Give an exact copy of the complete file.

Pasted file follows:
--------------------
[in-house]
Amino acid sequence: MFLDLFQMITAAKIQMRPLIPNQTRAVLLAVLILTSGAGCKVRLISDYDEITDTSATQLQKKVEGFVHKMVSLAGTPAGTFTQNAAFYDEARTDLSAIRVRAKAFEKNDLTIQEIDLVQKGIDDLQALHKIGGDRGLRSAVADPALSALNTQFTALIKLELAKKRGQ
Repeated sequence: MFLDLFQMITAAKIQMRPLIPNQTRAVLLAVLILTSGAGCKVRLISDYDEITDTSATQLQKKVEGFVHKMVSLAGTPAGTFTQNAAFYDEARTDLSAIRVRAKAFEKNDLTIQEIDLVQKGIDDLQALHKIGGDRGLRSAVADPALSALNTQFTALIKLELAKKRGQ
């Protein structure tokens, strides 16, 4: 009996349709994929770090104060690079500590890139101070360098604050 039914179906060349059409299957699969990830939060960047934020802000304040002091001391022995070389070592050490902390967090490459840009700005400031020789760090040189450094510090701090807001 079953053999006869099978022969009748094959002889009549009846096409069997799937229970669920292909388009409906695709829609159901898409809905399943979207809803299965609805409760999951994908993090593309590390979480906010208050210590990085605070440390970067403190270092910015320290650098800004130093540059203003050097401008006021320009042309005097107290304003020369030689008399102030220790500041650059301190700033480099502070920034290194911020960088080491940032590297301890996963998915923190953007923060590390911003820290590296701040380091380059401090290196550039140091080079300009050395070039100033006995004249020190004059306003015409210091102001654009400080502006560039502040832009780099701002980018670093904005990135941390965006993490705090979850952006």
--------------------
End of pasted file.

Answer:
[in-house]
Amino acid sequence: MFLDLFQMITAAKIQMRPLIPNQTRAVLLAVLILTSGAGCKVRLISDYDEITDTSATQLQKKVEGFVHKMVSLAGTPAGTFTQNAAFYDEARTDLSAIRVRAKAFEKNDLTIQEIDLVQKGIDDLQALHKIGGDRGLRSAVADPALSALNTQFTALIKLELAKKRGQ
Repeated sequence: MFLDLFQMITAAKIQMRPLIPNQTRAVLLAVLILTSGAGCKVRLISDYDEITDTSATQLQKKVEGFVHKMVSLAGTPAGTFTQNAAFYDEARTDLSAIRVRAKAFEKNDLTIQEIDLVQKGIDDLQALHKIGGDRGLRSAVADPALSALNTQFTALIKLELAKKRGQ
């Protein structure tokens, strides 16, 4: 009996349709994929770090104060690079500590890139101070360098604050 039914179906060349059409299957699969990830939060960047934020802000304040002091001391022995070389070592050490902390967090490459840009700005400031020789760090040189450094510090701090807001 079953053999006869099978022969009748094959002889009549009846096409069997799937229970669920292909388009409906695709829609159901898409809905399943979207809803299965609805409760999951994908993090593309590390979480906010208050210590990085605070440390970067403190270092910015320290650098800004130093540059203003050097401008006021320009042309005097107290304003020369030689008399102030220790500041650059301190700033480099502070920034290194911020960088080491940032590297301890996963998915923190953007923060590390911003820290590296701040380091380059401090290196550039140091080079300009050395070039100033006995004249020190004059306003015409210091102001654009400080502006560039502040832009780099701002980018670093904005990135941390965006993490705090979850952006």